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Her 30-year-old daughter, Nana, notes, however, that there is little for the young people to do. The villages lack movie theaters, operating sports venues or even simple forms of entertainment. Everyone who can, she says, leaves. There are regional efforts, however, to encourage the youth — and young families — to remain in the area. The local school, which is Armenian, receives free textbooks and computers from Tbilisi. They were also allowed to have religious sisters teach catechism in the school before the community built its own religious center.

Some young professionals are coming back. Nana went to Tbilisi to study, receiving her teaching degree as a Georgian language specialist, and has now returned home. She is the director of one of the local schools and works as a Georgian language teacher. There were also 24 births in Eshtia in the first seven and a half months of the year, a big boon for a community that has lost half its population to emigration.

While the youth still lack employment opportunities and are pulled toward Russia to find a better life, those who have left are also feeling the urge to return to their roots and help rebuild.

Dr. Ovsepian and other villagers note that locals who abandoned their homes years ago are starting to send money back to make repairs, and are coming back on vacations.

The lack of priests for the Armenian Catholic Church throughout the Caucasus persists, threatening the development of the church, which is still recovering after eight decades of communist repression. Father Mikael Khachkalian, one of five Armenian Catholic priests in Georgia, says that, in addition to course work in philosophy, theology and pastoral formation, it takes proficiency in the Armenian language and special training in the Armenian Catholic liturgy to become a priest in the Armenian Catholic Church. The church, led by Patriarch Nerses Bedros XIX, is one of the 22 Eastern Catholic churches in communion with the bishop of Rome.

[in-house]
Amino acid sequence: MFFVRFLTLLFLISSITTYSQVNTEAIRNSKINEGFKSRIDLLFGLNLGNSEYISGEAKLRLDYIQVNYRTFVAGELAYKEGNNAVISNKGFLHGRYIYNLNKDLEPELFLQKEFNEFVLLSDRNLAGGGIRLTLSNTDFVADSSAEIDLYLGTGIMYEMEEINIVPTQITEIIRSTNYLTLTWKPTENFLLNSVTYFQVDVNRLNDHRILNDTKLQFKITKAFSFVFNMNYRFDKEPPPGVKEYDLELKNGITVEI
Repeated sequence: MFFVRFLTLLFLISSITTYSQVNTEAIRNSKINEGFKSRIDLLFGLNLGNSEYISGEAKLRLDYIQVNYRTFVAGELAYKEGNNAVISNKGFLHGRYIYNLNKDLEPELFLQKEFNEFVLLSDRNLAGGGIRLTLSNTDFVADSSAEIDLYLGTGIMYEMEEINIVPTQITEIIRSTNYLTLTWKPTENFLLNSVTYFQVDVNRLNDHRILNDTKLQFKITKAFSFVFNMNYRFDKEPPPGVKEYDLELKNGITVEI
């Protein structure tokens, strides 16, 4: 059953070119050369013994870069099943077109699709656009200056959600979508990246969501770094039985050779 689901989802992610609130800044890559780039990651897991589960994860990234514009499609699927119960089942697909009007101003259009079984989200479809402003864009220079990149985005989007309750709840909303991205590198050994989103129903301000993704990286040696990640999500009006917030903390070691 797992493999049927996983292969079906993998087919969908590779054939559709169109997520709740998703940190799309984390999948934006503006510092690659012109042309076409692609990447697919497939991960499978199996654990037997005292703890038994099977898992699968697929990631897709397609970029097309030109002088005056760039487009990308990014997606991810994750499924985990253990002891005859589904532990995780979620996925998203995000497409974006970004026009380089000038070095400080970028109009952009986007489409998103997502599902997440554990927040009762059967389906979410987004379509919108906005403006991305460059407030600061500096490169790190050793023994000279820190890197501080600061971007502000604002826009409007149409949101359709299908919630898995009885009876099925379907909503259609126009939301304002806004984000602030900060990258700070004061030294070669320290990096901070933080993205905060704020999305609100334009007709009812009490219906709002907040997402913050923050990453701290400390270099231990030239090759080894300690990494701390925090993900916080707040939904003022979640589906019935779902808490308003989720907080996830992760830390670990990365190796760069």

The deficit has required that a number of Armenian Catholic communities must depend on Roman Catholic priests to celebrate the sacraments, a situation the priest says could compromise the integrity of the church. Some of the “priests who come want to create something of their own,” says Father Khachkalian, adding that they do not necessarily respect the culture “and that is a problem.”

Father Anton Antonian shepherds five villages &mash; a congregation of roughly 6,000 people that encompasses 65 miles. He runs from village to village, trying to celebrate the Soorp Badarak, or Divine Liturgy, at least once a week and make it to all the weddings, funerals and baptisms that occur in his widely scattered flock.

Father Antonian says it can be arduous for one man to serve so many. While he has a car, provided by Caritas Georgia, he has few resources to form his parishioners in the faith. Armenian-language books, bibles and other literature must come from Yerevan and it can be complex to transport material across the border. But the priest’s burden could also be considered a blessing, for it underscores the continued strength of the Catholic faith in the region.

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